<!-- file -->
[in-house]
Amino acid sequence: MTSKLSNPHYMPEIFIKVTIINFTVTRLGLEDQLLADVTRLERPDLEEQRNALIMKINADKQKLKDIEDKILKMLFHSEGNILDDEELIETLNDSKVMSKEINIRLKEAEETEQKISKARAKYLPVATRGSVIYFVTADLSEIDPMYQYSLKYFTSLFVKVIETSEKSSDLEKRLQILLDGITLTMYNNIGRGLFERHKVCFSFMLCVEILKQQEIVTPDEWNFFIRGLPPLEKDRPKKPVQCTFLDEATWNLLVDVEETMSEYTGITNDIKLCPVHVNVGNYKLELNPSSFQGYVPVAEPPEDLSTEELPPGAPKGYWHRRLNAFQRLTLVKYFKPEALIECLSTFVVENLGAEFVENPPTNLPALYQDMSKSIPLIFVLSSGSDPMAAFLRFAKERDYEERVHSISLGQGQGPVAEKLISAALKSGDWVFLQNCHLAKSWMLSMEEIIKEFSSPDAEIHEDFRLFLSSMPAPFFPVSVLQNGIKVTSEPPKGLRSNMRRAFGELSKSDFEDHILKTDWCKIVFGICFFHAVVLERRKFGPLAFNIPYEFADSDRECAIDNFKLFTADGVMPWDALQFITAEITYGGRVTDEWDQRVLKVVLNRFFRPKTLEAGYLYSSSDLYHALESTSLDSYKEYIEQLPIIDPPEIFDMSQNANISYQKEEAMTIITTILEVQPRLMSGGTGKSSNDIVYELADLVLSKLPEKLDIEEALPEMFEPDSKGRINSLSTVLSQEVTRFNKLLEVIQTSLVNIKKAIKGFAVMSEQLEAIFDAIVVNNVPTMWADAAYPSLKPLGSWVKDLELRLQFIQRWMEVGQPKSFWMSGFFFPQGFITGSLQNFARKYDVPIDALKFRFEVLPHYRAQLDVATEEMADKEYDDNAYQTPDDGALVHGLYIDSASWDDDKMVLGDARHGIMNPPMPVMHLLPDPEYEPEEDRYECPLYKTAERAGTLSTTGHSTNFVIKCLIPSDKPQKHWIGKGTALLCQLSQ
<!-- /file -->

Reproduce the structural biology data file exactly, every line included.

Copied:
[in-house]
Amino acid sequence: MTSKLSNPHYMPEIFIKVTIINFTVTRLGLEDQLLADVTRLERPDLEEQRNALIMKINADKQKLKDIEDKILKMLFHSEGNILDDEELIETLNDSKVMSKEINIRLKEAEETEQKISKARAKYLPVATRGSVIYFVTADLSEIDPMYQYSLKYFTSLFVKVIETSEKSSDLEKRLQILLDGITLTMYNNIGRGLFERHKVCFSFMLCVEILKQQEIVTPDEWNFFIRGLPPLEKDRPKKPVQCTFLDEATWNLLVDVEETMSEYTGITNDIKLCPVHVNVGNYKLELNPSSFQGYVPVAEPPEDLSTEELPPGAPKGYWHRRLNAFQRLTLVKYFKPEALIECLSTFVVENLGAEFVENPPTNLPALYQDMSKSIPLIFVLSSGSDPMAAFLRFAKERDYEERVHSISLGQGQGPVAEKLISAALKSGDWVFLQNCHLAKSWMLSMEEIIKEFSSPDAEIHEDFRLFLSSMPAPFFPVSVLQNGIKVTSEPPKGLRSNMRRAFGELSKSDFEDHILKTDWCKIVFGICFFHAVVLERRKFGPLAFNIPYEFADSDRECAIDNFKLFTADGVMPWDALQFITAEITYGGRVTDEWDQRVLKVVLNRFFRPKTLEAGYLYSSSDLYHALESTSLDSYKEYIEQLPIIDPPEIFDMSQNANISYQKEEAMTIITTILEVQPRLMSGGTGKSSNDIVYELADLVLSKLPEKLDIEEALPEMFEPDSKGRINSLSTVLSQEVTRFNKLLEVIQTSLVNIKKAIKGFAVMSEQLEAIFDAIVVNNVPTMWADAAYPSLKPLGSWVKDLELRLQFIQRWMEVGQPKSFWMSGFFFPQGFITGSLQNFARKYDVPIDALKFRFEVLPHYRAQLDVATEEMADKEYDDNAYQTPDDGALVHGLYIDSASWDDDKMVLGDARHGIMNPPMPVMHLLPDPEYEPEEDRYECPLYKTAERAGTLSTTGHSTNFVIKCLIPSDKPQKHWIGKGTALLCQLSQ